The Bush Legacy

It’s no secret that I detest the Bush II administration. I had the great fortune of living in Washington, DC, during the immediate aftermath of 9/11, for the start of both Bush wars, the anthrax attacks and the Beltway sniper. I remember quite well the palpable fear of the times; many believed –quite rationally– that a dirty nuclear bomb was about to be detonated in the nation’s capital. Our wills and passports were updated, and everyone seemed to have a one-way ticket out of the city in his back pocket; and the family car was stocked and fueled at all times. There was a run on the antibiotic Cipro, the most accessible defence against anthrax. Israeli nuclear/biological/gas masks were sold out for months. Everyone was preparing for the worst. Seriously, that was the tone of the time. And we all –everyone of us, even we “liberals” who disliked the man– looked to the President to calm the distress, defend the put upon, and quell the fear, not stoke it.

But he squandered every opportunity with head-slapping regularity. How should we protect the union? Shop. Seriously, he told us to shop. When rednecks were beating up brown people because they resembled Al Qaeda, Bush went on TV and said that that behaviour was sending the wrong message. Sending the wrong message? What about defending the rights of all Americans, not just the white Christian ones? Instead of a leader of a nation, we got an ideological partisan intent on pushing an agenda crafted by PNAC nearly a decade earlier, regardless of the globo-political realities that were essentially contraindications.

But, of course, Bush’s greatest failing was the insulting, criminal invasion of Iraq. I spoke out and wrote about my objections to this act early on, and got death threats for my efforts. Today, it is common for the mainstream to talk about how they were lied to about weapons of mass destruction, and had they known of such duplicity, they never would have supported the war.

I call bullshit. To many of us, the duplicity was obvious. Most famously, weapons inspector Scott Ritter appealed to anyone who would listen that the evidence was shoddy. His reward was to be demonized by all the media, not just Faux News. Months later, the new weapons inspector, Hans Blix, would suffer the same fate.

In this sense, at least, Bush was not alone in his crime. His society’s institutions, particularly the spineless media, were complicit. Those who voiced dissenting opinions were quickly demonized and denied platforms: Bill Maher lost his TV show for suggesting that suicide bombers were not cowardly; the Dixie Chicks lost shows and sponsors for decrying Bush policies. But extreme racist and militaristic voices, like Anne Coulter, who called for the invasion of Muslim countries and their forced conversion to Christianity, retained their pulpits and saw their audiences and contracts grow fatter.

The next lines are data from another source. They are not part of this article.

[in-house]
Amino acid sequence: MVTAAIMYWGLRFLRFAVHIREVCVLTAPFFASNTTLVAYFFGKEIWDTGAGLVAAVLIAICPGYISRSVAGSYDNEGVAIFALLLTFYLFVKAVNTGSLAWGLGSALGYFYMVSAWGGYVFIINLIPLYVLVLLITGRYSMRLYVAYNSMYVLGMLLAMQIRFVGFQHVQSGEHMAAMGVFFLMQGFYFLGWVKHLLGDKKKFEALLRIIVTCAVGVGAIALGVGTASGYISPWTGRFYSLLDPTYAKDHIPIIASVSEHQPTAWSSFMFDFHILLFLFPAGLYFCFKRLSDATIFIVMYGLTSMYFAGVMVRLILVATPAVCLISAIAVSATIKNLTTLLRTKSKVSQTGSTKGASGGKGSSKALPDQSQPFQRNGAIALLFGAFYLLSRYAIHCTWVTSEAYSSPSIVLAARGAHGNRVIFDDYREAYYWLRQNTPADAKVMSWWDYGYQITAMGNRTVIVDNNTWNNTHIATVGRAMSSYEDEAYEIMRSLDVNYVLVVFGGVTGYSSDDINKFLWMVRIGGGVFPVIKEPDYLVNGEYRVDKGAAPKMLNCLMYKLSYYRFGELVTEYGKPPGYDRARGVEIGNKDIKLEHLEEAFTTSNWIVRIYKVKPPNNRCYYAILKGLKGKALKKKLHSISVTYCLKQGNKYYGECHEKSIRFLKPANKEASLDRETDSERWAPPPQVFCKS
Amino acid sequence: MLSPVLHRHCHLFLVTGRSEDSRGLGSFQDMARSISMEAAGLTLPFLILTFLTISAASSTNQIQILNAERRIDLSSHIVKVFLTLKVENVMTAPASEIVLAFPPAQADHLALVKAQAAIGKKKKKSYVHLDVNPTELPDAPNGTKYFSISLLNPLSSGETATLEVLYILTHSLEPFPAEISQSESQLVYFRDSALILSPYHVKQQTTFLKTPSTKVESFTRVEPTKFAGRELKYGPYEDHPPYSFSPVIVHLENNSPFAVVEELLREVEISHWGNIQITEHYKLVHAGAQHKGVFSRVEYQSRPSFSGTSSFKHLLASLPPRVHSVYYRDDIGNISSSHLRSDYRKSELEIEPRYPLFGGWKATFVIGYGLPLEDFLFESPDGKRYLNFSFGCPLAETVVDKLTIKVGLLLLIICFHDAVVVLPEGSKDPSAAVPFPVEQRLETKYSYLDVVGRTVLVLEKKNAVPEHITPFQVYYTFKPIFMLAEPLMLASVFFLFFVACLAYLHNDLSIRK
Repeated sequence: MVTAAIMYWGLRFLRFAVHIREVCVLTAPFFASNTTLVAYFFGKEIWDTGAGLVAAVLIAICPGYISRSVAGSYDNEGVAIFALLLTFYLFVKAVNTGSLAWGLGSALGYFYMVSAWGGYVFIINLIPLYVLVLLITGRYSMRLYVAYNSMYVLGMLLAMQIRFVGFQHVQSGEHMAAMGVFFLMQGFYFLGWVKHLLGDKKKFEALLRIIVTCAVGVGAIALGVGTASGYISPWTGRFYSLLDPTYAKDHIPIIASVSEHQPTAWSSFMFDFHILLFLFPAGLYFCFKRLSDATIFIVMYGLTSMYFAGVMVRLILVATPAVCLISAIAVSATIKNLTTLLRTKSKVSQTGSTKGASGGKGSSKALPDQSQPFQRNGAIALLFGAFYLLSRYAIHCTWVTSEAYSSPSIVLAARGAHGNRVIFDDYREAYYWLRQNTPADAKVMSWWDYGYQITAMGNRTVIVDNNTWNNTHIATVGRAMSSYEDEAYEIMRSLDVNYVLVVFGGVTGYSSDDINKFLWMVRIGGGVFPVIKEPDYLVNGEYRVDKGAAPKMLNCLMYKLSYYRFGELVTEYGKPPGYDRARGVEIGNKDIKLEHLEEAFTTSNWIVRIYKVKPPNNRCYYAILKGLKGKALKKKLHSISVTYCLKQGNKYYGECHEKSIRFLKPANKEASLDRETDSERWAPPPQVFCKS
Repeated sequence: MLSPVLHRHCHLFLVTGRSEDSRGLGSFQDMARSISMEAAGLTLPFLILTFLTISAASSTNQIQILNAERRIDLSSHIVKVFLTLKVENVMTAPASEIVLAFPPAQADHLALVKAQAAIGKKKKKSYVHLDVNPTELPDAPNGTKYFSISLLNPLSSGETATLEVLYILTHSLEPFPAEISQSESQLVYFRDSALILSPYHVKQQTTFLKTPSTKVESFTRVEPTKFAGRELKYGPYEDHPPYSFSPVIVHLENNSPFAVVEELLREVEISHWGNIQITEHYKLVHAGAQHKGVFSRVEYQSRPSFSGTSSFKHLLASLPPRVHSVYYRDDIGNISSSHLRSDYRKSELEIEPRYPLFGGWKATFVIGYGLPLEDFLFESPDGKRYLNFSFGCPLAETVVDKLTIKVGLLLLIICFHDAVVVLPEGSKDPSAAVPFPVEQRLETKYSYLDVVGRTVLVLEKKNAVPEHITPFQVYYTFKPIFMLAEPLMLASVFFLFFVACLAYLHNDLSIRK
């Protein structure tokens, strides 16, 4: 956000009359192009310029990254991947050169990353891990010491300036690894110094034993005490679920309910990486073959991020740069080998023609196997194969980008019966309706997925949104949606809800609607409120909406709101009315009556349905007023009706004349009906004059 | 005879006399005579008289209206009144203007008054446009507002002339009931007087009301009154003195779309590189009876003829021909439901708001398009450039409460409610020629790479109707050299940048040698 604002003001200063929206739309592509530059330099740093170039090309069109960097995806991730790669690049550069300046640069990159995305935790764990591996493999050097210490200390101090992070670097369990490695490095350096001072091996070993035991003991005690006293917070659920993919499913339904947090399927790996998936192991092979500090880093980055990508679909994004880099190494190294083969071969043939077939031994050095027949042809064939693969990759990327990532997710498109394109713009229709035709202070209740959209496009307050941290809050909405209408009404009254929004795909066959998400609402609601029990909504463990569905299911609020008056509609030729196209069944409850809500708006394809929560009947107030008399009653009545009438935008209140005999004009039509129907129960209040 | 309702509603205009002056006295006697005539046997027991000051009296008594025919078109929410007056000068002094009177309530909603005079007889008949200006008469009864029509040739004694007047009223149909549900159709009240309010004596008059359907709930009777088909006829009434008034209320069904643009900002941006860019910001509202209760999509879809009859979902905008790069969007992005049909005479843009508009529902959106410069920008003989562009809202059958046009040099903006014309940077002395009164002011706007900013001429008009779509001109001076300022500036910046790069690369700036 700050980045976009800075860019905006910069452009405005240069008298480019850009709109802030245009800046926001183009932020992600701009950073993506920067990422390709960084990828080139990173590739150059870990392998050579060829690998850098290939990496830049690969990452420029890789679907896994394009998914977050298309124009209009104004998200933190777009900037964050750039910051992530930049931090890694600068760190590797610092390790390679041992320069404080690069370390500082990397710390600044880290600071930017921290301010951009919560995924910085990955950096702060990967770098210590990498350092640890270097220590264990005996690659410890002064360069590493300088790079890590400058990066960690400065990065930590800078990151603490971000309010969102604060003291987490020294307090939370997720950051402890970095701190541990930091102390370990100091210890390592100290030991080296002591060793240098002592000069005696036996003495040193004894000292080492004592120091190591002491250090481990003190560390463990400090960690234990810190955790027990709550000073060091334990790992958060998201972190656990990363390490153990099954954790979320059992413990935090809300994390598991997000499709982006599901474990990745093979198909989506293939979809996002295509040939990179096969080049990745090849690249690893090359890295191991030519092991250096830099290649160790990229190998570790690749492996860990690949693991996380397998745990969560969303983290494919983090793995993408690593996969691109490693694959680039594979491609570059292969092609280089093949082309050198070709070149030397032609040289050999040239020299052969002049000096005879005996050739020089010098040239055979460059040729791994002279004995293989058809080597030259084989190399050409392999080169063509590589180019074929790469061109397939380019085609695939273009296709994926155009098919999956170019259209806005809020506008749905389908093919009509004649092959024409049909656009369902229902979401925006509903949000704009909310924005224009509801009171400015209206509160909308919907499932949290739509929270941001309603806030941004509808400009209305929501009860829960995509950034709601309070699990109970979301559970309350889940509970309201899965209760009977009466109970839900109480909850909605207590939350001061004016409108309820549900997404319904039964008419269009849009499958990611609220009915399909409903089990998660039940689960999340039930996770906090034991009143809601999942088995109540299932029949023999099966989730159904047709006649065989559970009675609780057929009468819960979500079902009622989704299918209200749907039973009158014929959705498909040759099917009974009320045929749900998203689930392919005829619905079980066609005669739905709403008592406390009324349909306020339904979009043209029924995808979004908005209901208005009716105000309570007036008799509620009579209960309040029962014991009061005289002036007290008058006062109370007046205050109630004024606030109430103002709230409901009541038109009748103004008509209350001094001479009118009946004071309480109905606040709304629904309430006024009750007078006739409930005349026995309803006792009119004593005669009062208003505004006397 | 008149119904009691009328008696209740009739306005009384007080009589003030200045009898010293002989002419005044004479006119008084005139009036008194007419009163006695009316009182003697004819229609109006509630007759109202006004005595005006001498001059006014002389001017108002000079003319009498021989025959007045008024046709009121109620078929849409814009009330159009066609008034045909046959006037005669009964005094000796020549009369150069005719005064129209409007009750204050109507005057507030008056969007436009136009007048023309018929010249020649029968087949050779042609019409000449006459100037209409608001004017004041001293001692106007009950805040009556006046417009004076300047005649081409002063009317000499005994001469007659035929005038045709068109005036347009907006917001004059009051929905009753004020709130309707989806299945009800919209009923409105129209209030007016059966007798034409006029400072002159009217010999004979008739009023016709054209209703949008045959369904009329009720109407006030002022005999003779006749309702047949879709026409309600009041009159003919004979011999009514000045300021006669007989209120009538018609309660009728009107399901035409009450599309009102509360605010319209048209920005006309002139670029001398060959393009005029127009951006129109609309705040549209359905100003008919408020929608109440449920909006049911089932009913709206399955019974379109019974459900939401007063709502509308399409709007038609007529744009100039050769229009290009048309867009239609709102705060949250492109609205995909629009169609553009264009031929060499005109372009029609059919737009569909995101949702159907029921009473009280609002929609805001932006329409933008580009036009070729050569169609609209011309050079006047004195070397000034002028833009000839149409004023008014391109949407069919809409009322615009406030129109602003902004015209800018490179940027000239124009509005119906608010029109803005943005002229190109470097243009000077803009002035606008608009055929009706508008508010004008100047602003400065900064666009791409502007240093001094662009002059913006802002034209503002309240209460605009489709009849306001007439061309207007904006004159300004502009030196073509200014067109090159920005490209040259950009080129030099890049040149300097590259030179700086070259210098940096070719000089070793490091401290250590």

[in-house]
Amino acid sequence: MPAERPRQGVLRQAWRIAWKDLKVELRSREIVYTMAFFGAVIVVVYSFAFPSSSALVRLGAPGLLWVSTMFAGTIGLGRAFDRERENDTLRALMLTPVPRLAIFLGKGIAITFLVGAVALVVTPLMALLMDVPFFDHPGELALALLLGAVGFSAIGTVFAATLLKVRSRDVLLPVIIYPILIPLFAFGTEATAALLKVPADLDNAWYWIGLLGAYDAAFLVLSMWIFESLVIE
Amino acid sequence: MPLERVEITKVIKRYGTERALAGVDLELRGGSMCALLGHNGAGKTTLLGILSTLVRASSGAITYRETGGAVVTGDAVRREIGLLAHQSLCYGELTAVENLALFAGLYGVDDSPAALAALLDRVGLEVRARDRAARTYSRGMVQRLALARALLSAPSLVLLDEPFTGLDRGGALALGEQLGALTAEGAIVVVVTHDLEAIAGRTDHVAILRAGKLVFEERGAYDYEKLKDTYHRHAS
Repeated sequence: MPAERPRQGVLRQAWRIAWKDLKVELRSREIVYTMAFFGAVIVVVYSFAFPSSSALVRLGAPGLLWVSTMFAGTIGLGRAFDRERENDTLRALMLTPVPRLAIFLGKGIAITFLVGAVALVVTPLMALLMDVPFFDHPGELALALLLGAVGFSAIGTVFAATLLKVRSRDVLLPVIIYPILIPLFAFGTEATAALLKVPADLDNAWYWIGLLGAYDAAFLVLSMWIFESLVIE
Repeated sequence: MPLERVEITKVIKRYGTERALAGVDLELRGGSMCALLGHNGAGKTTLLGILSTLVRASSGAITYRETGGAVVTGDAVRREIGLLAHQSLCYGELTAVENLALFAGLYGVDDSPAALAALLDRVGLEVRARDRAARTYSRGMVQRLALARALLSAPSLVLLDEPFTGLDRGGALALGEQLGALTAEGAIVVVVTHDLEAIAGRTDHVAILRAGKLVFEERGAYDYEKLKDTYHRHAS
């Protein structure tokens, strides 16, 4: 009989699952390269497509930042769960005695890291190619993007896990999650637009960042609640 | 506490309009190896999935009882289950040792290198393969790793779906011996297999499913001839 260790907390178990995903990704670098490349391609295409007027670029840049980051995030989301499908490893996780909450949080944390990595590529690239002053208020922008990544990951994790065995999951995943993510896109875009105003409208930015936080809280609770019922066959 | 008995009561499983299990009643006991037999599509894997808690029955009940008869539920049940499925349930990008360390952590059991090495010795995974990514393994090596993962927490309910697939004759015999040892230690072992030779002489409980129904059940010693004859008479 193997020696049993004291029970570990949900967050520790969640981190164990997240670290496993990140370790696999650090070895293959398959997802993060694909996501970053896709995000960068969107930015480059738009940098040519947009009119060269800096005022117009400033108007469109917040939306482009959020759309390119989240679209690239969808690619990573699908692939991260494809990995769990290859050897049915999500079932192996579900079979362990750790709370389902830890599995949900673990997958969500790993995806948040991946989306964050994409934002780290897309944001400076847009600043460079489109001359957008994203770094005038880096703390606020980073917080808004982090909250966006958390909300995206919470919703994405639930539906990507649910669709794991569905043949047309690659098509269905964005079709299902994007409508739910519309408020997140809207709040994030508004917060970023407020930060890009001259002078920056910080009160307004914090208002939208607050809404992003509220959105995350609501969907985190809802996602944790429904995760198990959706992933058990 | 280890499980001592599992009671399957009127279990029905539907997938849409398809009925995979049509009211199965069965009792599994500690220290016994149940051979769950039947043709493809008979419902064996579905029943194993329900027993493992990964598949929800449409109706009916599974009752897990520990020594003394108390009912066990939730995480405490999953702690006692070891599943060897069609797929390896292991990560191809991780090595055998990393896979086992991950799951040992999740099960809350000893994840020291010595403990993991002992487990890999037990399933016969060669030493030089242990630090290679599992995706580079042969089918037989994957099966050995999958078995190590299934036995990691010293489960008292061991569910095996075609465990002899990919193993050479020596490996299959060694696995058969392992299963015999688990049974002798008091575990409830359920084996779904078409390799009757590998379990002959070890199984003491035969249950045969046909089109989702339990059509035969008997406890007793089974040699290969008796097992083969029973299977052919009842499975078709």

Bush’s policies in support of torture were clearly illegal according to laws under which the USA was a signatory. The internment of prisoners without charge and trial, wiretapping without warrants, the denial of counsel and aid for detainees… all of these are acts worthy of criminal investigation. Consider the following:

“George W. Bush’s speech on September 6 amounted to a public confession to criminal violations of the 1996 War Crimes Act. He implicitly admitted authorizing disappearances, extrajudicial imprisonment, torture, transporting prisoners between countries and denying the International Committee of the Red Cross access to prisoners.

“These are all serious violations of the Geneva Conventions. The War Crimes Act makes grave breaches of the Geneva Conventions and all violations of Common Article 3 punishable by fines, imprisonment or, if death results to the victim, the death penalty.”

I would add that the fomenting of an unnecessary war of aggression, based on deliberately enhanced data, that resulted in tens –if not hundreds– of thousands of deaths of innocents, is a monstrous war crime that I believe stains the hands of George Bush.

Now, my internet friend Rondi linked to this article, which argues that we are all judging Bush too harshly. Well, I must disagree. I think history will judge him with increasing incredulity that our society allowed him to transgress as much as he did. It’s amazing that the US constitution survived the Bush Presidency, and I’m convinced that one more large scale terror incident on US soil would have fully unleashed the beast, and put the final nails in the coffin of the American empire and civil liberty.

A commenter on the Western Standard blog summarized well Bush’s biggest blunders:

Bush should have:

1. Stayed in Afghanistan and caught bin Laden rather than starting a second war.

2. Appointed people based on merit rather than cronyism. This isn’t an ideological complaint. Harriet Miers for SCOTUS? Come on.

3. Come out unequivocally against torture. Sometimes the good guy needs to fight with one hand tied. It’s not fair, but it’s what makes him the good guy.

4. Got warrants for surveillance. FISA allowed immediate wiretapping with retroactive approval, with no warrant requirement at all when the targets weren’t US persons. Where’s the need for unauthorized wiretapping?

5. Recognized that the separation of powers is as essential today as it was when the Constitution was drafted.

I believe that hisory will record that George Bush, Jr, presided over the decline of the American empire from a global military and economic power to fragile and nearly hollow democracy on the verge of becoming a have-not nation. And, if all our hopes are realized, President Obama may preside over the transition of that former empire into a simple, stable republic that once more values the profound ideals of its genius founders.